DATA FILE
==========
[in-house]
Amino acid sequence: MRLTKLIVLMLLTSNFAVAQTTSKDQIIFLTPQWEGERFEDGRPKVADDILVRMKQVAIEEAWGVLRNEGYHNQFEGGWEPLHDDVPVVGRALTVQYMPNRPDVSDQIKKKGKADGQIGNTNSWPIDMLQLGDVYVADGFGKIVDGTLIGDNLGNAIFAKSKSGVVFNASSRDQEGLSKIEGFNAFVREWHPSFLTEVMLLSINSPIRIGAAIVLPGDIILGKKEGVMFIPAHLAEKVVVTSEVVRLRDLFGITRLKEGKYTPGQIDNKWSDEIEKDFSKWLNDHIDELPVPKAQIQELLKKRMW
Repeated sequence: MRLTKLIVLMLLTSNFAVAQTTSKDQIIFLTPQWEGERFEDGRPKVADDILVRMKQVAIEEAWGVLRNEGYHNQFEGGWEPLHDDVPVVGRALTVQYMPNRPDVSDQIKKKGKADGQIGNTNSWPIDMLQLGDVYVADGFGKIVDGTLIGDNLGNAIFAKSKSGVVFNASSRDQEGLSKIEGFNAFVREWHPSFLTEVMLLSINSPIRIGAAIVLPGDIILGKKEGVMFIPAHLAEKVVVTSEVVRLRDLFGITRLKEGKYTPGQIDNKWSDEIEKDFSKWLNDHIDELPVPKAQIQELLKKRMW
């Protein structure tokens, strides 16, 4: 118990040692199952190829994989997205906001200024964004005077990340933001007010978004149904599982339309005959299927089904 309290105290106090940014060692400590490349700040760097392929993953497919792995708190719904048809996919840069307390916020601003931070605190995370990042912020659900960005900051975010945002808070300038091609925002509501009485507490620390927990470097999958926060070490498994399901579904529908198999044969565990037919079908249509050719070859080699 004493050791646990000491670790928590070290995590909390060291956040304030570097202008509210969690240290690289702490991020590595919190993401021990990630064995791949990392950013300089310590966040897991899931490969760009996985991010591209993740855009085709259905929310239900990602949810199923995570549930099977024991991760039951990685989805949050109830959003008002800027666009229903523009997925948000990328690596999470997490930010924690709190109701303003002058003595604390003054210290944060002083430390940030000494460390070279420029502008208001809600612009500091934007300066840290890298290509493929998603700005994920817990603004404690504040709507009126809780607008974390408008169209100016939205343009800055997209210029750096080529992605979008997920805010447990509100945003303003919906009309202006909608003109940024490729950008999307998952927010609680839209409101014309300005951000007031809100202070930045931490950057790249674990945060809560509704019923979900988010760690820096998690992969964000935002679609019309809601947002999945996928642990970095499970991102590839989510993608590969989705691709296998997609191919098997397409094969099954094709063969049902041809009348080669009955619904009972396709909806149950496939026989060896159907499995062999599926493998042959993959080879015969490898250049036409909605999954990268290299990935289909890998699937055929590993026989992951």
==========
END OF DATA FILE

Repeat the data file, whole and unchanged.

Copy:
[in-house]
Amino acid sequence: MRLTKLIVLMLLTSNFAVAQTTSKDQIIFLTPQWEGERFEDGRPKVADDILVRMKQVAIEEAWGVLRNEGYHNQFEGGWEPLHDDVPVVGRALTVQYMPNRPDVSDQIKKKGKADGQIGNTNSWPIDMLQLGDVYVADGFGKIVDGTLIGDNLGNAIFAKSKSGVVFNASSRDQEGLSKIEGFNAFVREWHPSFLTEVMLLSINSPIRIGAAIVLPGDIILGKKEGVMFIPAHLAEKVVVTSEVVRLRDLFGITRLKEGKYTPGQIDNKWSDEIEKDFSKWLNDHIDELPVPKAQIQELLKKRMW
Repeated sequence: MRLTKLIVLMLLTSNFAVAQTTSKDQIIFLTPQWEGERFEDGRPKVADDILVRMKQVAIEEAWGVLRNEGYHNQFEGGWEPLHDDVPVVGRALTVQYMPNRPDVSDQIKKKGKADGQIGNTNSWPIDMLQLGDVYVADGFGKIVDGTLIGDNLGNAIFAKSKSGVVFNASSRDQEGLSKIEGFNAFVREWHPSFLTEVMLLSINSPIRIGAAIVLPGDIILGKKEGVMFIPAHLAEKVVVTSEVVRLRDLFGITRLKEGKYTPGQIDNKWSDEIEKDFSKWLNDHIDELPVPKAQIQELLKKRMW
């Protein structure tokens, strides 16, 4: 118990040692199952190829994989997205906001200024964004005077990340933001007010978004149904599982339309005959299927089904 309290105290106090940014060692400590490349700040760097392929993953497919792995708190719904048809996919840069307390916020601003931070605190995370990042912020659900960005900051975010945002808070300038091609925002509501009485507490620390927990470097999958926060070490498994399901579904529908198999044969565990037919079908249509050719070859080699 004493050791646990000491670790928590070290995590909390060291956040304030570097202008509210969690240290690289702490991020590595919190993401021990990630064995791949990392950013300089310590966040897991899931490969760009996985991010591209993740855009085709259905929310239900990602949810199923995570549930099977024991991760039951990685989805949050109830959003008002800027666009229903523009997925948000990328690596999470997490930010924690709190109701303003002058003595604390003054210290944060002083430390940030000494460390070279420029502008208001809600612009500091934007300066840290890298290509493929998603700005994920817990603004404690504040709507009126809780607008974390408008169209100016939205343009800055997209210029750096080529992605979008997920805010447990509100945003303003919906009309202006909608003109940024490729950008999307998952927010609680839209409101014309300005951000007031809100202070930045931490950057790249674990945060809560509704019923979900988010760690820096998690992969964000935002679609019309809601947002999945996928642990970095499970991102590839989510993608590969989705691709296998997609191919098997397409094969099954094709063969049902041809009348080669009955619904009972396709909806149950496939026989060896159907499995062999599926493998042959993959080879015969490898250049036409909605999954990268290299990935289909890998699937055929590993026989992951």